parenchyma

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parenchyma
1. A plant tissue consisting of roughly spherical relatively undifferentiated cells, frequently with air spaces between them. The cortex and pith are composed of parenchyma cells (see ground tissues).

2. Loose connective tissue formed of large cells. Its function is to pack the spaces between organs in some simple acoelomate animals, such as flatworms (Platyhelminthes).

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parenchyma In plants, tissue composed of the least specialized of plant cells with a system of air spaces running between them. Parenchyma cells are regarded as the basic cells from which all other cell types have evolved; they form a large part of the bulk of many organs.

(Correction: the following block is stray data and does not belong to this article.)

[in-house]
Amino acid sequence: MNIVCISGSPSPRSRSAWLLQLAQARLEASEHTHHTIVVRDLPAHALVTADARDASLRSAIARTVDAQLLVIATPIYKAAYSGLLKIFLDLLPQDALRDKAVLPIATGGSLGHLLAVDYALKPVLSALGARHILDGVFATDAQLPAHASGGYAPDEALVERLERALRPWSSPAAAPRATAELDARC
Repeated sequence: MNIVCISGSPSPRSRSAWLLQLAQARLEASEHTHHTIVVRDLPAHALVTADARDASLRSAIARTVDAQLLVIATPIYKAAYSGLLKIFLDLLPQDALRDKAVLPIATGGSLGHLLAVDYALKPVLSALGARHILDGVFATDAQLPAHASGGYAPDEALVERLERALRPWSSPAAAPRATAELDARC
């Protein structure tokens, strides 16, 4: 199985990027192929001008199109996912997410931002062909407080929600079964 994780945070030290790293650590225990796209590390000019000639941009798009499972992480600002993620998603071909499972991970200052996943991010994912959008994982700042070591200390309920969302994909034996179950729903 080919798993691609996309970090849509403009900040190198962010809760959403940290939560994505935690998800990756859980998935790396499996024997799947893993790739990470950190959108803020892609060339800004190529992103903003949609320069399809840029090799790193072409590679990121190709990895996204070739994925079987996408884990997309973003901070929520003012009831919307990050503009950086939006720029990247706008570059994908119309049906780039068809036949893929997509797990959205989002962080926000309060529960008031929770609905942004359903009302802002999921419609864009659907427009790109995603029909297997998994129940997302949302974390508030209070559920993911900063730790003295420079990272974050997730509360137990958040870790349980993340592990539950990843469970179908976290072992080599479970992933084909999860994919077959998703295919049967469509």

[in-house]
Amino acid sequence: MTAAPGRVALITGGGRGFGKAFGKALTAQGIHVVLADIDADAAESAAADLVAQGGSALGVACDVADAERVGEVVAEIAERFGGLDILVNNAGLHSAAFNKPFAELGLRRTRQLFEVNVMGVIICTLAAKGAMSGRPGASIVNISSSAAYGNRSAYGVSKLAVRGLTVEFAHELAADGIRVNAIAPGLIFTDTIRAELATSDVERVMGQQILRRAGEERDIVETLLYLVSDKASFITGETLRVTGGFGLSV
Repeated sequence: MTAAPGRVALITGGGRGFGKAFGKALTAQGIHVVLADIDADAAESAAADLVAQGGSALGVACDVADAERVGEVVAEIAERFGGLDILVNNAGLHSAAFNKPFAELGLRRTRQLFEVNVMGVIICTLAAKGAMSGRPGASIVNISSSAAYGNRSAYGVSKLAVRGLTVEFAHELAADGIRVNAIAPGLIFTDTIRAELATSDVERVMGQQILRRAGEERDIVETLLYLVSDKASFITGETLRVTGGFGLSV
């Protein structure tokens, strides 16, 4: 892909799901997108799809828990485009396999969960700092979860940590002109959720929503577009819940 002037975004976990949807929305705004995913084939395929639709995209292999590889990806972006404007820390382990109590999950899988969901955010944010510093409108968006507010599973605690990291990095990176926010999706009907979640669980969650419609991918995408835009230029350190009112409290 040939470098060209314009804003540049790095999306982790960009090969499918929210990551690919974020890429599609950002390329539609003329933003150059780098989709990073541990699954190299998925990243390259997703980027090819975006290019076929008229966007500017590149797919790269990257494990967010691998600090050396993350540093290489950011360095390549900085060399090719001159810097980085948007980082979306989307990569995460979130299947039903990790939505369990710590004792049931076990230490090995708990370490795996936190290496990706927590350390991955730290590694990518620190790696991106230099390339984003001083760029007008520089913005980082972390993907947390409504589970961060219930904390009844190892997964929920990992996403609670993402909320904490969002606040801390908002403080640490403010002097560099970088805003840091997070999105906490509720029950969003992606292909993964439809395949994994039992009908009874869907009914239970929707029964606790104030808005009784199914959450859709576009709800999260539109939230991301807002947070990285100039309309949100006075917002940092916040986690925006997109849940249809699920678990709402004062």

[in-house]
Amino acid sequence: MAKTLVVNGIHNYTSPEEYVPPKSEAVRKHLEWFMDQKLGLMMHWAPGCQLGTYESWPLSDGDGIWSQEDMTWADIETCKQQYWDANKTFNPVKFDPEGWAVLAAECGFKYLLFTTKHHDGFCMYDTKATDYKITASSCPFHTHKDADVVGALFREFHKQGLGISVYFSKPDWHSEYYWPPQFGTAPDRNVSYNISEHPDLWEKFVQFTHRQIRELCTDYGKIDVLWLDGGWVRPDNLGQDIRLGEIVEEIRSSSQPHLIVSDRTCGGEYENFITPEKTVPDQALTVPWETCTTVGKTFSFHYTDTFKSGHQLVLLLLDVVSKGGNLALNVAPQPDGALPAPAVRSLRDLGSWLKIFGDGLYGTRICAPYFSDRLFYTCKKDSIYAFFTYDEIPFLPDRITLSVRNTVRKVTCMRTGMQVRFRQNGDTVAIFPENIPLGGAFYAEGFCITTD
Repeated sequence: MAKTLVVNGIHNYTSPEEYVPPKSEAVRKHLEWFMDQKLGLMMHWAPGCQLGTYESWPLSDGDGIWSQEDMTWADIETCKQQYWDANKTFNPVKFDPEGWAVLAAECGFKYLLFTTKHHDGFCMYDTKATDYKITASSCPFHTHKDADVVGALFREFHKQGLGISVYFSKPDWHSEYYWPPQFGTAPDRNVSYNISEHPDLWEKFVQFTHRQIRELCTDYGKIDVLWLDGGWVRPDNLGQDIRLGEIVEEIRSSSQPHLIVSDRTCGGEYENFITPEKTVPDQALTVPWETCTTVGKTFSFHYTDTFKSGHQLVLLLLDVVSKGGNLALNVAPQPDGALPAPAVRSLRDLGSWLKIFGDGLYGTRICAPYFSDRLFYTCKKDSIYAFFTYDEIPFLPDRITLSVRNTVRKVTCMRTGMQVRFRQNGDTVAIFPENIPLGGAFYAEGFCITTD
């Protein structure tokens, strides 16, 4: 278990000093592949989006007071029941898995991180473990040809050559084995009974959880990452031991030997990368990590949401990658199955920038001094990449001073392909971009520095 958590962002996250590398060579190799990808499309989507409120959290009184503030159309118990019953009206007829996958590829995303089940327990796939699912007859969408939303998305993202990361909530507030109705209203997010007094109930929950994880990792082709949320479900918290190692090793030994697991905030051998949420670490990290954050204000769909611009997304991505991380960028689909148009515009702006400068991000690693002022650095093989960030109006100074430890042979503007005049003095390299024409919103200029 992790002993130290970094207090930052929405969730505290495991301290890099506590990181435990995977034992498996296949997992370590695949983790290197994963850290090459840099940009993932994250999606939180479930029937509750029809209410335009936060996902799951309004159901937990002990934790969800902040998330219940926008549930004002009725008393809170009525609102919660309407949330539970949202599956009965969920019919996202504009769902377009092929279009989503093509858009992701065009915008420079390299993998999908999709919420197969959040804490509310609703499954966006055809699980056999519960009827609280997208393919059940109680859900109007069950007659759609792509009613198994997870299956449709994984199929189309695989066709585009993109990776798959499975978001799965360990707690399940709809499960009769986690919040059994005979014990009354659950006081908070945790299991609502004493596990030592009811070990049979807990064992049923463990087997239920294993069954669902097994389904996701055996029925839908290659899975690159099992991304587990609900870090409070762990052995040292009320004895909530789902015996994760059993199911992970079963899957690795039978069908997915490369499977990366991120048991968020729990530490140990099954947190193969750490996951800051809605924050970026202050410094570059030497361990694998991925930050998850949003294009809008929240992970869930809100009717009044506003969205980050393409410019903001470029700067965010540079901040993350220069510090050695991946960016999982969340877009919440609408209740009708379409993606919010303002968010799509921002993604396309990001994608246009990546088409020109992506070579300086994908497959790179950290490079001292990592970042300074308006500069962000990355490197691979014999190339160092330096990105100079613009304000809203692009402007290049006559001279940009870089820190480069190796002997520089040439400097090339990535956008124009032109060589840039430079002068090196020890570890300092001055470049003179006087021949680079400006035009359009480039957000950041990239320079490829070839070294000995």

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parenchyma In Platyhelminthes, the tissue, composed of cells and intercellular spaces, that fills the interior of the body. In other animals, the essential cells of an organ, as opposed to blood cells, cells of connective tissue, etc.

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parenchyma (anat. and zool.) substance of the liver, etc.; (bot.) cellular tissue. XVII. — Gr. parégkhuma, -mat- ‘something poured in besides’, f. PARA-1 + égkhuma infusion, f. egkheîn, f. EN-2 + kheín pour.
Hence parenchymatous XVII.

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parenchyma (pă-renk-im-ă) n. the functional part of an organ, as opposed to the supporting tissue (see stroma).